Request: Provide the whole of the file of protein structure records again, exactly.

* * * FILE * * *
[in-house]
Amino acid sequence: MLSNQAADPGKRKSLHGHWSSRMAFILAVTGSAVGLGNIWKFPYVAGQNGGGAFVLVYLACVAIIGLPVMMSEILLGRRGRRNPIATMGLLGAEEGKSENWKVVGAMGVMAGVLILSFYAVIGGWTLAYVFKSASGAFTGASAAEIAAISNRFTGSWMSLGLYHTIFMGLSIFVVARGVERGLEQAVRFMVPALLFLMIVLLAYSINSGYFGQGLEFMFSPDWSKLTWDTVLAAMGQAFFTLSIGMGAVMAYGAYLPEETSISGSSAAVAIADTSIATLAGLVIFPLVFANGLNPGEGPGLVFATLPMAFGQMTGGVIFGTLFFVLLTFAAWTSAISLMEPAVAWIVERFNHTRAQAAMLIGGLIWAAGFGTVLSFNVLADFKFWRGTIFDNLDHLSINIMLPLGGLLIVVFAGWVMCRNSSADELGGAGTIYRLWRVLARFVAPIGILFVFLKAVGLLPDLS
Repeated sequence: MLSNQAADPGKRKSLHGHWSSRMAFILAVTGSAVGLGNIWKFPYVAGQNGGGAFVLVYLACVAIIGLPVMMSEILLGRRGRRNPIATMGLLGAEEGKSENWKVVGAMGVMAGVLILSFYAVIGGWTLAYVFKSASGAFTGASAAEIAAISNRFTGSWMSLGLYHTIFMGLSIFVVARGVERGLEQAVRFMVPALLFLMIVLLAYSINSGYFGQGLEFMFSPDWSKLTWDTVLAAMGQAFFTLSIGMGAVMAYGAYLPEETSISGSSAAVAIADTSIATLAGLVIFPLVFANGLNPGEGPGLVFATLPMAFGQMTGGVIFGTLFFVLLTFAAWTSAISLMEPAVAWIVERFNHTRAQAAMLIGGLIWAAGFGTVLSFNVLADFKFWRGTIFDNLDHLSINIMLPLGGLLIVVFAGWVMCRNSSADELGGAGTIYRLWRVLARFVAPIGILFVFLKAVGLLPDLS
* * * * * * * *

[in-house]
Amino acid sequence: MLSNQAADPGKRKSLHGHWSSRMAFILAVTGSAVGLGNIWKFPYVAGQNGGGAFVLVYLACVAIIGLPVMMSEILLGRRGRRNPIATMGLLGAEEGKSENWKVVGAMGVMAGVLILSFYAVIGGWTLAYVFKSASGAFTGASAAEIAAISNRFTGSWMSLGLYHTIFMGLSIFVVARGVERGLEQAVRFMVPALLFLMIVLLAYSINSGYFGQGLEFMFSPDWSKLTWDTVLAAMGQAFFTLSIGMGAVMAYGAYLPEETSISGSSAAVAIADTSIATLAGLVIFPLVFANGLNPGEGPGLVFATLPMAFGQMTGGVIFGTLFFVLLTFAAWTSAISLMEPAVAWIVERFNHTRAQAAMLIGGLIWAAGFGTVLSFNVLADFKFWRGTIFDNLDHLSINIMLPLGGLLIVVFAGWVMCRNSSADELGGAGTIYRLWRVLARFVAPIGILFVFLKAVGLLPDLS
Repeated sequence: MLSNQAADPGKRKSLHGHWSSRMAFILAVTGSAVGLGNIWKFPYVAGQNGGGAFVLVYLACVAIIGLPVMMSEILLGRRGRRNPIATMGLLGAEEGKSENWKVVGAMGVMAGVLILSFYAVIGGWTLAYVFKSASGAFTGASAAEIAAISNRFTGSWMSLGLYHTIFMGLSIFVVARGVERGLEQAVRFMVPALLFLMIVLLAYSINSGYFGQGLEFMFSPDWSKLTWDTVLAAMGQAFFTLSIGMGAVMAYGAYLPEETSISGSSAAVAIADTSIATLAGLVIFPLVFANGLNPGEGPGLVFATLPMAFGQMTGGVIFGTLFFVLLTFAAWTSAISLMEPAVAWIVERFNHTRAQAAMLIGGLIWAAGFGTVLSFNVLADFKFWRGTIFDNLDHLSINIMLPLGGLLIVVFAGWVMCRNSSADELGGAGTIYRLWRVLARFVAPIGILFVFLKAVGLLPDLS